What Have We Learned about the Resource Curse?

30 Pages Posted: 20 Oct 2013 Last revised: 14 Aug 2014

See all articles by Michael L. Ross

Michael L. Ross

University of California, Los Angeles (UCLA) - Department of Political Science

Multiple version iconThere are 2 versions of this paper

Date Written: June 20, 2014

Abstract

Since 2001, hundreds of academic studies have examined the “resource curse,” meaning the claim that natural resource wealth tends to perversely affect a country's governance. There is now robust evidence that one type of mineral wealth, petroleum, has at least three harmful effects: it tends to make authoritarian regimes more durable, to increase certain types of corruption, and to help trigger violent conflict in low and middle income countries. Scholars have also made progress toward understanding the mechanisms that lead to these outcomes, and the conditions that make them more likely. This essay reviews the evidence behind these claims, the debates over their validity, and some of the unresolved puzzles for future research.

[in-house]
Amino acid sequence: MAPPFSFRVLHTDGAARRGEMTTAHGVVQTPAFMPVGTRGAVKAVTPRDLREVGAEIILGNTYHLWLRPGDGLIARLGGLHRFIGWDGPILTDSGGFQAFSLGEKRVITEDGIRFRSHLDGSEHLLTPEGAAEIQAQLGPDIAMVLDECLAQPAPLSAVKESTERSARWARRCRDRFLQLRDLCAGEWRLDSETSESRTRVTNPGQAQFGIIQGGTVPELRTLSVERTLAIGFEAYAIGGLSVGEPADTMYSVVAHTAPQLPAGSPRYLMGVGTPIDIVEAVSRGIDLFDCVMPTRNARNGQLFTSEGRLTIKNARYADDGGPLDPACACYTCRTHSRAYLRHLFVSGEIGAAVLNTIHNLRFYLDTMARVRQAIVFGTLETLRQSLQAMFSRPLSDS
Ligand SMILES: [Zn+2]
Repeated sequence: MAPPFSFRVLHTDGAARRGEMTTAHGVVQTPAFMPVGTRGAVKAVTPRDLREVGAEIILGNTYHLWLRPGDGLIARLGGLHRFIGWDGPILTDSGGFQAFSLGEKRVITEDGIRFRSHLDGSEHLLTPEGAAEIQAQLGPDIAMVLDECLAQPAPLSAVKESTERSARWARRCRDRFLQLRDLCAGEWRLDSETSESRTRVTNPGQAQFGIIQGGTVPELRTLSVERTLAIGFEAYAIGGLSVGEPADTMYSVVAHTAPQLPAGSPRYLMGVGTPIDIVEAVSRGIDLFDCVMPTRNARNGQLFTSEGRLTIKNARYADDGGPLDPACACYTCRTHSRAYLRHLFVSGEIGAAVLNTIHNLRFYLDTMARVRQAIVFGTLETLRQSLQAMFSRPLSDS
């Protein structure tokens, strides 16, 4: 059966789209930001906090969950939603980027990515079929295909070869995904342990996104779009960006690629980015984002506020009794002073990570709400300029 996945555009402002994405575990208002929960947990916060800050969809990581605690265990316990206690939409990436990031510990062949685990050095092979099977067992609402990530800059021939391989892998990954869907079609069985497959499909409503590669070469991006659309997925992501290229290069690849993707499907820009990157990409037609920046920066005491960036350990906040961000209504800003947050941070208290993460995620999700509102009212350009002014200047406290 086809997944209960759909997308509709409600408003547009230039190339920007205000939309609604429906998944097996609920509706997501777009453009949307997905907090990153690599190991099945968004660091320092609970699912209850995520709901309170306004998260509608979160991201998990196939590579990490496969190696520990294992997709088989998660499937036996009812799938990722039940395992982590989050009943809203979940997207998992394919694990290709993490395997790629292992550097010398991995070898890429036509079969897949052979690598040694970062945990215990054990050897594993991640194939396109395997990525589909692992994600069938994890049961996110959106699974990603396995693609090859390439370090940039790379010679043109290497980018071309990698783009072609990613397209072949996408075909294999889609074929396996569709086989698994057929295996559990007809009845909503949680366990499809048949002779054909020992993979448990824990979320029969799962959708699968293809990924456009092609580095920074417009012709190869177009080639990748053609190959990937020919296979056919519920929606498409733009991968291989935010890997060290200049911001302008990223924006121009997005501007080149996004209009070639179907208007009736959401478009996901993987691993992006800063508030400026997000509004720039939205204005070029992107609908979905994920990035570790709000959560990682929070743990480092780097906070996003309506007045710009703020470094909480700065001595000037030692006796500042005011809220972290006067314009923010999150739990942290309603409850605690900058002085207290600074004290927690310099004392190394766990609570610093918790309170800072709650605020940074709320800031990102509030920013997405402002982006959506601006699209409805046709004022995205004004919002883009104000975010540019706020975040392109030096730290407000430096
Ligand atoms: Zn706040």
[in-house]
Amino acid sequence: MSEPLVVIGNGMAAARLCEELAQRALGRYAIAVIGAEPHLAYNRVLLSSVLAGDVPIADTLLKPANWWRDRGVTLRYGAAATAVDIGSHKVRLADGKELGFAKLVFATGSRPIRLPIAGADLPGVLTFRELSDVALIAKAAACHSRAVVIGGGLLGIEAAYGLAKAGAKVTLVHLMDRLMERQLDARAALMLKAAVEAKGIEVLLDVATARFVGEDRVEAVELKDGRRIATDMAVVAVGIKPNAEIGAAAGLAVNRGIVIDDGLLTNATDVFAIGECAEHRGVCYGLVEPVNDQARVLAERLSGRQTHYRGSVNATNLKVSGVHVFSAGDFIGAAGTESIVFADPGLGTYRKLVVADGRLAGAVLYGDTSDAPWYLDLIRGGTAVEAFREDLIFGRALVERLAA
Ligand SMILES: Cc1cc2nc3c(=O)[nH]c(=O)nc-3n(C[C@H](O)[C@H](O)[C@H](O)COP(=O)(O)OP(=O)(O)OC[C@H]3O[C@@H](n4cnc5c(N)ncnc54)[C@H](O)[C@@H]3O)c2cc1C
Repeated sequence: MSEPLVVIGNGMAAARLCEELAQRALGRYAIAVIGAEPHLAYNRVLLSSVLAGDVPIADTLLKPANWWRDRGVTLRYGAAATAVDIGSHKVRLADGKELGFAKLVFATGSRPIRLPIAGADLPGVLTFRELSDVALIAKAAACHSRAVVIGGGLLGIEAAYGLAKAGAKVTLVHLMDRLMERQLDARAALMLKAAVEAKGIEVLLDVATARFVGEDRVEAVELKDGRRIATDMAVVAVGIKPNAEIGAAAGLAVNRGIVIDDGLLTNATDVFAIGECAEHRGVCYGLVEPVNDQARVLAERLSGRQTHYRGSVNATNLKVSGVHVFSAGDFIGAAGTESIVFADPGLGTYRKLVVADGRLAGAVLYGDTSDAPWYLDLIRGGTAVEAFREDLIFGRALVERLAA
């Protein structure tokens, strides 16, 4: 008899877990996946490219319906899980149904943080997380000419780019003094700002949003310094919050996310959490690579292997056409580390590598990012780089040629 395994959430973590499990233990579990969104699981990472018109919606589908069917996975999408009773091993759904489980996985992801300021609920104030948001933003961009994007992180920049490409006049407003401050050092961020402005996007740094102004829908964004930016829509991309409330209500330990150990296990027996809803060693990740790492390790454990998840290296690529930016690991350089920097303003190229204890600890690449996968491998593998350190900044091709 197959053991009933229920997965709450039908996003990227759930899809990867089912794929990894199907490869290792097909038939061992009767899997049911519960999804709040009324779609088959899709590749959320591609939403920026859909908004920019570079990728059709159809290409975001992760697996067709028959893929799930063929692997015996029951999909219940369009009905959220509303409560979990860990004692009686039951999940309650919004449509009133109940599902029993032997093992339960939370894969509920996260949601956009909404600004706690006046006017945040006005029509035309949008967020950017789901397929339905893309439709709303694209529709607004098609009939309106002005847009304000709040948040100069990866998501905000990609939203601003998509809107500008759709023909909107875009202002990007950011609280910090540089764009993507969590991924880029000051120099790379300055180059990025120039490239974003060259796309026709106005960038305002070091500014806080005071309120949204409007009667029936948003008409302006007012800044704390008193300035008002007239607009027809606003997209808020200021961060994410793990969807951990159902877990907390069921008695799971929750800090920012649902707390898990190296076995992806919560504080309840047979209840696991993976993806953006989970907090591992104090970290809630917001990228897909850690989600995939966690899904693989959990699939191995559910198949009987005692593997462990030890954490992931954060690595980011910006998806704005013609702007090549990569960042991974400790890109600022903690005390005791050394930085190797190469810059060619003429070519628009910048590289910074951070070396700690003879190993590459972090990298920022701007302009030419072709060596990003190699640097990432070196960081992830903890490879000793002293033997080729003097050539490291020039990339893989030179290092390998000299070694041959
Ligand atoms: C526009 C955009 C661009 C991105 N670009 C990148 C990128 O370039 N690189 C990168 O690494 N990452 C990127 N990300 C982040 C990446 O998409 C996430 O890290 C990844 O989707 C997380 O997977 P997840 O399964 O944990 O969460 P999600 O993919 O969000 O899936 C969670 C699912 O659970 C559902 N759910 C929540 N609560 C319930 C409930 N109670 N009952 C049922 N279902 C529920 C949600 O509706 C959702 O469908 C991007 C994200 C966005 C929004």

Keywords: resource curse, natural resources, political economy, democracy, conflict, institutions

Suggested Citation

Ross, Michael L., What Have We Learned about the Resource Curse? (June 20, 2014). Available at SSRN: https://ssrn.com/abstract=2342668 or http://dx.doi.org/10.2139/ssrn.2342668

Michael L. Ross (Contact Author)

University of California, Los Angeles (UCLA) - Department of Political Science ( email )

405 Hilgard Ave.
Los Angeles, CA 90095-1472
United States

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